Potential Major Merger Causes Concern

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UC Berkeley students and alumni are vocalizing discontent after hearing that three of the campus's majors - Asian American studies, Chicano/Latino studies and Native American studies - may be reorganized into a single ethnic studies major under a recommendation by an external review committee, while faculty have asserted that the concerns are misguided.

The committee, composed of faculty from other universities with experience in ethnic studies, reviewed the department for the first time since 1992, releasing a report of their findings at the end of September 2009. Among other provisions in the report, the committee recommended that the department incorporate the three majors into individual programs under a comparative ethnic studies major in order to make the department more cohesive.

According to the report, the interaction between the multiple majors in the department has fueled "tensions" relating to shared governance. But responses from alumni groups, students and faculty have been mixed.

In an Oct. 11 statement by the Berkeley Asian American Pacific Islander Alumni Association, the chapter called the pressure to consolidate an "assault" against the department.

"We've seen these kinds of attacks before, disguised through the years," said Steve Woo, an Asian American studies graduate from UC Berkeley and a member of the chapter. "And we're alumni donors. I mean, if you get rid of my major, where does that leave me?"

According to a study responding to the recommendations for the Chicano/Latino studies program, the tensions between departments can be handled without significant reorganization.

Additionally, department officials have stressed that the recommendations are still only a consideration as they deliberate on the future of the department's structure.

"We haven't had a chance to talk with faculty yet," said Thomas Biolsi, chair of the ethnic studies department and professor of Native American studies. "Even if we did go with (the recommendation), the majors would become programs within comparative ethnic studies."

Despite assurances from faculty that no action has yet been taken, various student groups have also protested against the possibility of eliminating the three separate majors. The UC Berkeley Raza community, in an Oct. 6 letter to Chancellor Robert Birgeneau, stated one of its demands was for Birgeneau to preserve the three contested majors. Similar concerns were raised during the Oct. 7 day of action in support of public education.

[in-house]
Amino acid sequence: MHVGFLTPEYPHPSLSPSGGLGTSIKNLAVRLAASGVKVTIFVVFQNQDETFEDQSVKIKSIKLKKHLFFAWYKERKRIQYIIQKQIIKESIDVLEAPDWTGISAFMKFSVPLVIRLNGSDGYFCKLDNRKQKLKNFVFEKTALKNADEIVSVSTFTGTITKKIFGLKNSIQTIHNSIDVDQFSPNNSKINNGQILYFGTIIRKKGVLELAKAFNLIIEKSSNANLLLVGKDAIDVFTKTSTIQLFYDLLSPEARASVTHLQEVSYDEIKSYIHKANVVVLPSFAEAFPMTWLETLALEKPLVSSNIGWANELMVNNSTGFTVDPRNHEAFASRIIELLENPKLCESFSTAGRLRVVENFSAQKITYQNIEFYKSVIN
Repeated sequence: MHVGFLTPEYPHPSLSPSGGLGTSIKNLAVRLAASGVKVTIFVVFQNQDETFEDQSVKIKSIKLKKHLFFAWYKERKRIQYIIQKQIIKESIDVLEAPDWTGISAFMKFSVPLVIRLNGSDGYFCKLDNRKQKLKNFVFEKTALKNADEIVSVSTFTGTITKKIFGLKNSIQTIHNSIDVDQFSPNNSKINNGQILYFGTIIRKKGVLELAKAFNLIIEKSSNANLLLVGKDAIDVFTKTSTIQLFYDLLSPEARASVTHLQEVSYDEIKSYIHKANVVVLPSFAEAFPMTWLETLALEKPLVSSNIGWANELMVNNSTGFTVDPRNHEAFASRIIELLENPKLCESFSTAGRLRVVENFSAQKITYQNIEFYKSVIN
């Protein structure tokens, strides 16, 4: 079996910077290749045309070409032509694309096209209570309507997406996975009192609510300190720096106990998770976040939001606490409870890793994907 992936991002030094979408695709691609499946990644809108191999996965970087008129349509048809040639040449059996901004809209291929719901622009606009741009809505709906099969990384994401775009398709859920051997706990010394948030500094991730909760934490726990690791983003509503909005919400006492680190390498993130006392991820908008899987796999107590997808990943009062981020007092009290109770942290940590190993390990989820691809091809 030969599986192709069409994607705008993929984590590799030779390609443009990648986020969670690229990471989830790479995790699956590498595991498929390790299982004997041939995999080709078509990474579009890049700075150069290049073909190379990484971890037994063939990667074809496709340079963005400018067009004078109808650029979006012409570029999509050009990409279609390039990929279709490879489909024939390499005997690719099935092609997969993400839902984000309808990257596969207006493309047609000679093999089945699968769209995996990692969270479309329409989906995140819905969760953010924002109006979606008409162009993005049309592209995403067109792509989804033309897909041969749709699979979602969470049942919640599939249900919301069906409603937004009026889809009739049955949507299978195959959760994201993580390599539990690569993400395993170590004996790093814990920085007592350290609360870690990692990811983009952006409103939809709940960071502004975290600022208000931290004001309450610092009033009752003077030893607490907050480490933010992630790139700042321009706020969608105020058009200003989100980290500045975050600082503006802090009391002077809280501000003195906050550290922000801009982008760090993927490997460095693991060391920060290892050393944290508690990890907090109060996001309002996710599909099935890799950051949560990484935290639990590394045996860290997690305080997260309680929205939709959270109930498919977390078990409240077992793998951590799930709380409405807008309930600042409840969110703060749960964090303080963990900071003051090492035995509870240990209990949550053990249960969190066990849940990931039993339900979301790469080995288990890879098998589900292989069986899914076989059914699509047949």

Some faculty have said the reactions have been too quick to judge the situation accurately. According to Biolsi, the ethnic studies faculty will continue to work towards excellence no matter what happens.

"We hear the student concern very clearly," he said. "Students want to make sure that if they come here with interest in majoring in those three areas, they have that option."

Carla Hesse, dean of the social sciences division of letters and sciences, said other recommendations in the report that are being supported by the campus, such as increasing the size of the faculty and making graduate studies programs more competitive, are proof that the campus is dedicated to ethnic studies.

"I don't like the word consolidation because that implies downsizing," she said. "And there is no recommendation in that report that implies cuts. It is a budget neutral, academically driven report."

She added that she wants to ensure the student voice is heard regarding any changes to the department. Hesse said she has agreed to meet on a monthly basis with any parties interested in the on-going process.

"It is a sign of health in academic culture that we have different views," she said. "We're never going to agree about all the decisions, but the important thing is that we agree about the rules."

Katie Nelson of The Daily Californian contributed to this report.


James Zhao covers academics and administration. Contact him at [email protected]

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